20. Plasma Calprotectin Levels in Patients Suffering from Acute Pancreatitis

    Microsoft Academic Search

    Antonio Carroccio; Pasquale Rocco; Pier Giorgio Rabitti; Lidia Di Prima; Giovanni Battista Forte; Angelo B. Cefalů; Franco Pisello; Girolamo Geraci; Generoso Uomo

    2006-01-01

    Calprotectin (Cal) concentration is elevated in acute inflammatory reactions and its increase in the plasma suggests a diagnostic\\u000a potential for Cal assay. This study aimed (a) to evaluate the Cal plasma levels in patients suffering from acute pancreatitis\\u000a (AP) and (b) to assess whether early assay of Cal plasma levels can be helpful in assessment of the severity of AP.

  1. Pancreatic ascites hemoglobin contributes to the systemic response in acute pancreatitis.

    PubMed

    Pérez, Salvador; Pereda, Javier; Sabater, Luis; Sastre, Juan

    2015-04-01

    Upon hemolysis extracellular hemoglobin causes oxidative stress and cytotoxicity due to its peroxidase activity. Extracellular hemoglobin may release free hemin, which increases vascular permeability, leukocyte recruitment, and adhesion molecule expression. Pancreatitis-associated ascitic fluid is reddish and may contain extracellular hemoglobin. Our aim has been to determine the role of extracellular hemoglobin in the local and systemic inflammatory response during severe acute pancreatitis in rats. To this end we studied taurocholate-induced necrotizing pancreatitis in rats. First, extracellular hemoglobin in ascites and plasma was quantified and the hemolytic action of ascitic fluid was tested. Second, we assessed whether peritoneal lavage prevented the increase in extracellular hemoglobin in plasma during pancreatitis. Third, hemoglobin was purified from rat erythrocytes and administered intraperitoneally to assess the local and systemic effects of ascitic-associated extracellular hemoglobin during acute pancreatitis. Extracellular hemoglobin and hemin levels markedly increased in ascitic fluid and plasma during necrotizing pancreatitis. Peroxidase activity was very high in ascites. The peritoneal lavage abrogated the increase in extracellular hemoglobin in plasma. The administration of extracellular hemoglobin enhanced ascites; dramatically increased abdominal fat necrosis; upregulated tumor necrosis factor-?, interleukin-1?, and interleukin-6 gene expression; and decreased expression of interleukin-10 in abdominal adipose tissue during pancreatitis. Extracellular hemoglobin enhanced the gene expression and protein levels of vascular endothelial growth factor (VEGF) and other hypoxia-inducible factor-related genes in the lung. Extracellular hemoglobin also increased myeloperoxidase activity in the lung. In conclusion, extracellular hemoglobin contributes to the inflammatory response in severe acute pancreatitis through abdominal fat necrosis and inflammation and by increasing VEGF and leukocyte infiltration into the lung. PMID:25157787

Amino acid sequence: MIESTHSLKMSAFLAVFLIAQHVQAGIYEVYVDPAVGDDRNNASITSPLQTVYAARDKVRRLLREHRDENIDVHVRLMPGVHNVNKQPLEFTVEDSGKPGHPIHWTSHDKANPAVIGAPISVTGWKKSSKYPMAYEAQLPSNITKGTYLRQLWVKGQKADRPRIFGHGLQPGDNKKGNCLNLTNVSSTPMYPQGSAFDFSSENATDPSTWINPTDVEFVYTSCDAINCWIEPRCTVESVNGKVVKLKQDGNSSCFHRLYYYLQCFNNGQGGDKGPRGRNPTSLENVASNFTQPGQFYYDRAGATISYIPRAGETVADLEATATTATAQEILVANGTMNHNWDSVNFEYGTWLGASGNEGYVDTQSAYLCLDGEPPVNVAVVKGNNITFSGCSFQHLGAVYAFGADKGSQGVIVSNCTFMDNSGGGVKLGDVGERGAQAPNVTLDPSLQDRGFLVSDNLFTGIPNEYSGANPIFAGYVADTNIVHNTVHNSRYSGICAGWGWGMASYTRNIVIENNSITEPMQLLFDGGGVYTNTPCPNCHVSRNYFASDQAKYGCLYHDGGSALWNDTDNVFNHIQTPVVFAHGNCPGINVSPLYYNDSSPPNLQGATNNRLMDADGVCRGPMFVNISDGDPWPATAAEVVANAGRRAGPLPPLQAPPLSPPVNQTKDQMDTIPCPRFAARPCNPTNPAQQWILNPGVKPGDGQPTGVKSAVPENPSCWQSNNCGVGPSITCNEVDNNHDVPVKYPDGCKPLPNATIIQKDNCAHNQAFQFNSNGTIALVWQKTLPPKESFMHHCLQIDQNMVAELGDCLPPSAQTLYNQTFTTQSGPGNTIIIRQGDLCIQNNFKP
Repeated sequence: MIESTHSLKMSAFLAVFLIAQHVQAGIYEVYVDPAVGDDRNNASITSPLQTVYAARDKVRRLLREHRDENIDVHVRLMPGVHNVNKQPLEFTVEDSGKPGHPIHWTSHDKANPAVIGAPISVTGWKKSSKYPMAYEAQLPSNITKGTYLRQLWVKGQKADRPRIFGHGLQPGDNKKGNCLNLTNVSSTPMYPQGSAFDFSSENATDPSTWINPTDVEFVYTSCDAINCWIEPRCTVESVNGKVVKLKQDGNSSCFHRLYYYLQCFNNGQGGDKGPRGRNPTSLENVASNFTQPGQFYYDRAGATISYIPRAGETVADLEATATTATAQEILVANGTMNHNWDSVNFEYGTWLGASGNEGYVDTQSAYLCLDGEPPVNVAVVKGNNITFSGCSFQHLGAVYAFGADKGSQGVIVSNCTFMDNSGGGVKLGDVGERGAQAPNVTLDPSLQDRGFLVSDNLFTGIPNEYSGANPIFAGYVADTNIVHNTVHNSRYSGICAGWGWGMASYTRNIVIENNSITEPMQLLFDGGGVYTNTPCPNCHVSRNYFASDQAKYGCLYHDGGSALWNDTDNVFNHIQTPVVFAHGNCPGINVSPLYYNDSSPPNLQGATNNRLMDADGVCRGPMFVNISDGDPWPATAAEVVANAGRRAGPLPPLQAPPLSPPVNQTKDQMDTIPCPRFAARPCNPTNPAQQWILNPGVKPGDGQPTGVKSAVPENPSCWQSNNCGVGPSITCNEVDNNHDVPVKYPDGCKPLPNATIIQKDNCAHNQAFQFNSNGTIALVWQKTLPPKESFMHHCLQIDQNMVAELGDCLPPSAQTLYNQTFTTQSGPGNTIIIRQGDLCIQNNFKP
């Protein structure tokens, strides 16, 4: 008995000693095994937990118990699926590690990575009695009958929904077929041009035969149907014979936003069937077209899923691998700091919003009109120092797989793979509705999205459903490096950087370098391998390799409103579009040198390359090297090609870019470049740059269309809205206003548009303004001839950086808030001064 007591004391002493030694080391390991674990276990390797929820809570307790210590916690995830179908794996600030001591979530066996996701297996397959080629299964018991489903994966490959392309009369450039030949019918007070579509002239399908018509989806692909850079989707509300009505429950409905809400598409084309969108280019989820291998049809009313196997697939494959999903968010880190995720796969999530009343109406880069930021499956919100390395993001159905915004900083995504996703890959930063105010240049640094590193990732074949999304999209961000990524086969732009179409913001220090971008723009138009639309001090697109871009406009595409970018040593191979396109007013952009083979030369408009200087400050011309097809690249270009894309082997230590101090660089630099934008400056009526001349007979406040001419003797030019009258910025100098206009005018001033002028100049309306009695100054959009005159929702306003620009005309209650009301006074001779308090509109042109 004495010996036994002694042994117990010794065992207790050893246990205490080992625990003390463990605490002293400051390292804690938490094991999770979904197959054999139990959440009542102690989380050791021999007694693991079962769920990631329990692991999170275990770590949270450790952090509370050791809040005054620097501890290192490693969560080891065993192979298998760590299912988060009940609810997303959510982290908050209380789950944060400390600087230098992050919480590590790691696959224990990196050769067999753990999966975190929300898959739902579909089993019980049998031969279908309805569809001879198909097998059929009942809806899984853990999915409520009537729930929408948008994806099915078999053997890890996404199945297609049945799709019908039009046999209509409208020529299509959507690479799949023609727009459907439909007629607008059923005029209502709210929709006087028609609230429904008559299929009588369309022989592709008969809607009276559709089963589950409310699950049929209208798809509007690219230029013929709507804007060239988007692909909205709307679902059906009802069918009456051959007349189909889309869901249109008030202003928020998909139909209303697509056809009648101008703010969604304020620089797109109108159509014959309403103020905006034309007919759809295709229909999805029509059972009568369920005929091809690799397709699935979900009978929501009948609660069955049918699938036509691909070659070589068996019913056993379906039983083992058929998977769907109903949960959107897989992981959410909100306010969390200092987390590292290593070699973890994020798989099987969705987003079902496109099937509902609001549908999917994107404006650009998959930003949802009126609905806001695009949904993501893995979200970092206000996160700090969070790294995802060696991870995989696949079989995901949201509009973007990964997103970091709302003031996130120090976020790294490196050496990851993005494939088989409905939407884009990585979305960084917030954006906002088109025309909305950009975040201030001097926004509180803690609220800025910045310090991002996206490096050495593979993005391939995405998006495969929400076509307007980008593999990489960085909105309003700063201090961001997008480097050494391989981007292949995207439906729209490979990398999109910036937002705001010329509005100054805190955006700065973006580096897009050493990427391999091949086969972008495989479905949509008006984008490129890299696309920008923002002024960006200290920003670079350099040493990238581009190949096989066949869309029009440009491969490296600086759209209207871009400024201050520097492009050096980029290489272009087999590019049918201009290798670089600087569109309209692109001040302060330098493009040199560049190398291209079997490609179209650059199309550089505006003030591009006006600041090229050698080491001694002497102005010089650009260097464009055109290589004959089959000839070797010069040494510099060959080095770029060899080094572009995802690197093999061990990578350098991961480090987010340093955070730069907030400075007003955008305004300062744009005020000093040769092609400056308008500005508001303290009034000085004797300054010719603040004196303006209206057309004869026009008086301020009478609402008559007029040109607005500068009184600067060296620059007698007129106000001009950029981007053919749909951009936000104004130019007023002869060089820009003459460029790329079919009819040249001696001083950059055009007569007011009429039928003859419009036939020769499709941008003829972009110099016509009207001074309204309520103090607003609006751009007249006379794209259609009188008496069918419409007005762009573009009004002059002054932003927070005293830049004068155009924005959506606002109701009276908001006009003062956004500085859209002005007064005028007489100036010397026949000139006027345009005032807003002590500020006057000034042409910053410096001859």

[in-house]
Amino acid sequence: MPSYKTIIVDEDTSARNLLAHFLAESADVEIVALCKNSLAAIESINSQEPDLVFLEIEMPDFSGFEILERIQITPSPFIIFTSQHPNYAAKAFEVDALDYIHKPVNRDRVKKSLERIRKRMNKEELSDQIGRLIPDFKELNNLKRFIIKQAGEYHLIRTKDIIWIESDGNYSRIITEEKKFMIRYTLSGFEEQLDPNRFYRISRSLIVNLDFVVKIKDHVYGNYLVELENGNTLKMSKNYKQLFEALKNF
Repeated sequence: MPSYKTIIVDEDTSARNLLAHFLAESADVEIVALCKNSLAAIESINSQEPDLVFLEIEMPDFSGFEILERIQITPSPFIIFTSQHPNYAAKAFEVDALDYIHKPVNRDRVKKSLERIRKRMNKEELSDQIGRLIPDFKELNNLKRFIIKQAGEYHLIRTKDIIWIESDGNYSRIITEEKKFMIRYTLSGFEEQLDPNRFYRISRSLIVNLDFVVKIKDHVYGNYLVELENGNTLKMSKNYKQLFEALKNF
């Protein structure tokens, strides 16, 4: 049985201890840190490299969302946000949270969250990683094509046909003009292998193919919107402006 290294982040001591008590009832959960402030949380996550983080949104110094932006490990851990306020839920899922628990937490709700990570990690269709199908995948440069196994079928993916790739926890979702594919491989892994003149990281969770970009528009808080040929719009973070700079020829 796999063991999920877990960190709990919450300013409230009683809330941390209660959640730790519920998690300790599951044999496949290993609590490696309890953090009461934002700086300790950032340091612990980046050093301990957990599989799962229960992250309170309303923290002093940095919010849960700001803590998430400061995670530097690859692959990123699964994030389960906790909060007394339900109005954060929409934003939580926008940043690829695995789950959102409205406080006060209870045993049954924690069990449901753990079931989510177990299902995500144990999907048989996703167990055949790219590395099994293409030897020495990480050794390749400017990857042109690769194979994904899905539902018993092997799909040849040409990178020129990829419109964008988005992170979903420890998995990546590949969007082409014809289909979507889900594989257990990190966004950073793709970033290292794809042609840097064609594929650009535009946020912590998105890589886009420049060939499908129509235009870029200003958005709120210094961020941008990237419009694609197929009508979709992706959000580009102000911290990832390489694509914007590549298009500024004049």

2. Early ERCP in Acute Gallstone Pancreatitis without Cholangitis: A Meta-analysis

    Microsoft Academic Search

    Manley C U; Peter P S; Virgilio P Bane; Wendell Z Espinosa

    Context Early ERCP was reported to result in recovery from acute gallstone pancreatitis. To date, several RCTs comparing it to conservative treatment have yielded different results. Objective We conducted a meta-analysis to determine the effect of early ERCP on the morbidity and mortality of acute gallstone pancreatitis without cholangitis. Methods We searched the following databases up to January 11th, 2008:

  3. [Severe acute asthma].

    PubMed

    Pagani, Jean-Luc; Oddo, Mauro; Schaller, Marie-Denise

    2004-06-01

    Acute severe asthma is defined by the occurrence of an acute exacerbation resistant to the initial medical treatment, complicated by life-threatening respiratory distress due to severe lung hyperinflation. The conventional therapeutic approach is based on oxygen therapy and on the combined treatment of inhaled beta2-agonists at repeated doses and systemic corticosteroids. Inhaled or systemic magnesium sulfate is also recommended. The unresponsiveness to the initial bronchodilating therapy and the development of respiratory distress requiring intubation significantly increases mortality, due to the complications induced by mechanical ventilation. In these situations, a ventilatory strategy, including controlled hypoventilation with permissive hypercapnia, aiming at preventing lung hyperinflation, is indicated. Non-invasive ventilation may be successful in certain patients and represents an effective alternative to intubation. In ventilated patients, helium-oxygen mixtures can be considered as adjunctive therapies. After having reviewed the basic pathophysiological principles, this article will focus on the current medical treatment and of the modalities of mechanical ventilation in acute severe asthma. PMID:15293440